Production ended during the early 1940s after just 419 examples were built. The last is believed to have received its coachwork around 1943. by Daniel Vaughan | Jun 2019
The K series Mercedes of the 1930s were not for the faint of heart. In the wrong hands, they could be considered downright dangerous. Powered by engines that eventually rose to over seven liters of displacement producing over 250 horsepower they were....[continue reading]
The Mercedes-Benz 540K Series automobiles were purchased by the elite in society - the leaders of industry, the rich and famous, the highest class citizen, the powerful and accomplished, the privileged, and the most demanding customers. Each vehicle....[continue reading]
The spiritual descendant of the legendary Mercedes-Benz SS/SSK models, the 540K was introduced in October of 1936 as the successor to the remarkable 500K. With more than 180 hp available, they were advertised as the fastest production cars in the wor....[continue reading]
This German built automobile was designed by Friedrich Geiger. In the mid-1930s, the 500K and then the 540K reigned atop the Mercedes-Benz car line, and their most fabulous iteration was the Special Roadster. The 1937 Mercedes-Benz 540K Roadster wa....[continue reading]
With an appearance that one journalist of the 1930s described as having 'aggressive styling and Teutonic arrogance,' the 540K was indeed an awe-inspiring automobile. The 5.4-liter OHV straight eight engine with Roots blower was the final evolution o....[continue reading]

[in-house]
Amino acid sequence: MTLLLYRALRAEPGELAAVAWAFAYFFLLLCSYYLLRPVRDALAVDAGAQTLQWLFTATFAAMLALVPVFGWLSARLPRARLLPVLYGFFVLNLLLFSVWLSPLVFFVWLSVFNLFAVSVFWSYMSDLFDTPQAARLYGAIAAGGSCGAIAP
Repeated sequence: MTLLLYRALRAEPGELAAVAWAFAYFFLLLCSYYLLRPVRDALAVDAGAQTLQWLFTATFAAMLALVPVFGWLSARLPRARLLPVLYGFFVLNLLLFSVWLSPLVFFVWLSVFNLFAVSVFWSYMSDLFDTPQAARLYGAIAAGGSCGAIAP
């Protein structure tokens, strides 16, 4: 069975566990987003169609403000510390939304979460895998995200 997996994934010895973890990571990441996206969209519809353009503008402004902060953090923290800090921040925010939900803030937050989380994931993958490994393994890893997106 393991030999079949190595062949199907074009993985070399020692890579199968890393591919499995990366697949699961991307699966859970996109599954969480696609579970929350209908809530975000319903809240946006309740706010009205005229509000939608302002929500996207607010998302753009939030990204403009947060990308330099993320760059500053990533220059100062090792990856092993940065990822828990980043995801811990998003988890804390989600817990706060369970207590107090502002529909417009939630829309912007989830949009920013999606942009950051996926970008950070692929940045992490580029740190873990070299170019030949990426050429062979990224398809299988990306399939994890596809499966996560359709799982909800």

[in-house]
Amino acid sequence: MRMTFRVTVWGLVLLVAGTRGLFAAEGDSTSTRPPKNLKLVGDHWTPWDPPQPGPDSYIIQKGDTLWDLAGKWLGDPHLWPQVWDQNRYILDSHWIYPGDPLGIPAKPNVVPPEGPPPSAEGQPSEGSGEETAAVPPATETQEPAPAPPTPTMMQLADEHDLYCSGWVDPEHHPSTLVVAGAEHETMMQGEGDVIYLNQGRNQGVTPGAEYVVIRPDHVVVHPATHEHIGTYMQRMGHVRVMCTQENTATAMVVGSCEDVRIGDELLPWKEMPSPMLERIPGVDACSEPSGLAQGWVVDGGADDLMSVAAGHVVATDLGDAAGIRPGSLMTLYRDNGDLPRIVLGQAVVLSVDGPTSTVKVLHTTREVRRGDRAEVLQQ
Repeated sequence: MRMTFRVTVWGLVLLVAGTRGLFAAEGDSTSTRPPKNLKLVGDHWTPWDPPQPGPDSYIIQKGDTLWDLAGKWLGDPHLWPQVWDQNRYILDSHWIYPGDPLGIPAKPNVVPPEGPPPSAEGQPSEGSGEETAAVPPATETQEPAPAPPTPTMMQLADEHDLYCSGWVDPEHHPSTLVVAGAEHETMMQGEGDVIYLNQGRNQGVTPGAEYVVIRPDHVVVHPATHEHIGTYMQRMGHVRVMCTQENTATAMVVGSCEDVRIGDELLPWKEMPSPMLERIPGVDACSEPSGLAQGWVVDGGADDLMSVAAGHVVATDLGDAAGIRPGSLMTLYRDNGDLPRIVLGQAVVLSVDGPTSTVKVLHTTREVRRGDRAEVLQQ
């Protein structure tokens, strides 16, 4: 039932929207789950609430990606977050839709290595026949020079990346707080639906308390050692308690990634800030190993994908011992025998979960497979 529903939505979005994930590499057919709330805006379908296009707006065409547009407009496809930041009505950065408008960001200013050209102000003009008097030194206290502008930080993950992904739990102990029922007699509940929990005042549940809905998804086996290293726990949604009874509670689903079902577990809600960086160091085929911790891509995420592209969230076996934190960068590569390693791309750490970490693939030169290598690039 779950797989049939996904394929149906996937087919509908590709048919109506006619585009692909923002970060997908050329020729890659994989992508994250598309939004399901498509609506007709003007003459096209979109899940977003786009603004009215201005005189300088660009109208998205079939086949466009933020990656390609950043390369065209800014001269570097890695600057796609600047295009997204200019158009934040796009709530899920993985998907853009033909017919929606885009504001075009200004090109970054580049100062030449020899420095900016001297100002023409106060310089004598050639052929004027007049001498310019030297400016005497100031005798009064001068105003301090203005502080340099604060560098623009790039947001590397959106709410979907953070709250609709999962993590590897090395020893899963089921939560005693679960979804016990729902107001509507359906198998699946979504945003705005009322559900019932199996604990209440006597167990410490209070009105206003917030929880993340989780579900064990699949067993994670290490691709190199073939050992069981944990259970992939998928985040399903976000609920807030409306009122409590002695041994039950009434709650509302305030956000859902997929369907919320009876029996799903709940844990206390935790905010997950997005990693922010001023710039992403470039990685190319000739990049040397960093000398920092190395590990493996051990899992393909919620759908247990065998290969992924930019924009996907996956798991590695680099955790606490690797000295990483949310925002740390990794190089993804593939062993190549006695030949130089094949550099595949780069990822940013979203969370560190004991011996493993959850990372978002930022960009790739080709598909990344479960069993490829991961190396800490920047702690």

Although over 17 feet long, the Special Roadster seats just two passengers. Equipped with a supercharger, the blower produced a 7 psi boost, adding a further 65 BHP at 3400 RPM resulting in a top speed of over 110 mph. About 400 540Ks were built, but....[continue reading]
The Mercedes-Benz 540K was a development of the 500K and shared the same independent suspension chassis. The 540K was one of the first models developed under Mercedes' new chief engineer, Max Sailer. Powering the 540K was a 5.4-liter supercharged str....[continue reading]
Long forgotten among Mercedes-Benz's prewar racing effort is this 1938 Mercedes-Benz 540K Streamliner, originally built for a high-speed endurance race between Berlin and Rome that never occurred due to the time's political climate. It was developed ....[continue reading]
This Mercedes-Benz 540K wears coachwork by Norrmalm. There are only three cars known to exist with Norrmalm coachwork, and this is the only Mercedes-Benz to wear such. Mr. Johan Oscar Olhager was the chief of design and designed this bodywork for its....[continue reading]
Sport Cabriolet by Erdmann & Rossi
Chassis #: 232697
Chassis #: 169333
Special Tourer by Sindelfingen
Cabriolet A by Sindelfingen
Chassis #: 169316
Cabriolet A by Sindelfingen
Chassis #: 169396
Cabriolet by Norrmalm
Chassis #: 169389
Related Reading : Mercedes-Benz 540K History
The Mercedes-Benz 500K was introduced in 1934 with the K representing a Kompressor which is German for supercharger. In non-aspirated form, the engine produced 100 horsepower. With the adoption of the Kompressor the horsepower jumped to an impressive 160 making them one of the fastest grand touring cars of their time. The vehicles rode on a 116 inch wheelbase. In 1936 the 540K was introduced.... Continue Reading >>
Related Reading : Mercedes-Benz 540K History
Two new – and very different – Mercedes models were displayed at the Berlin Motor Show in March 1934. One was the 130, Mercedes-Benzs first production car with a rear-mounted four-cylinder engine which developed 26 hp from a displacement of 1.3 liters. The other was the 500 K, an imposing, elegant sports car with supercharged eight-cylinder engine with the supercharger engaged, it developed 160.... Continue Reading >>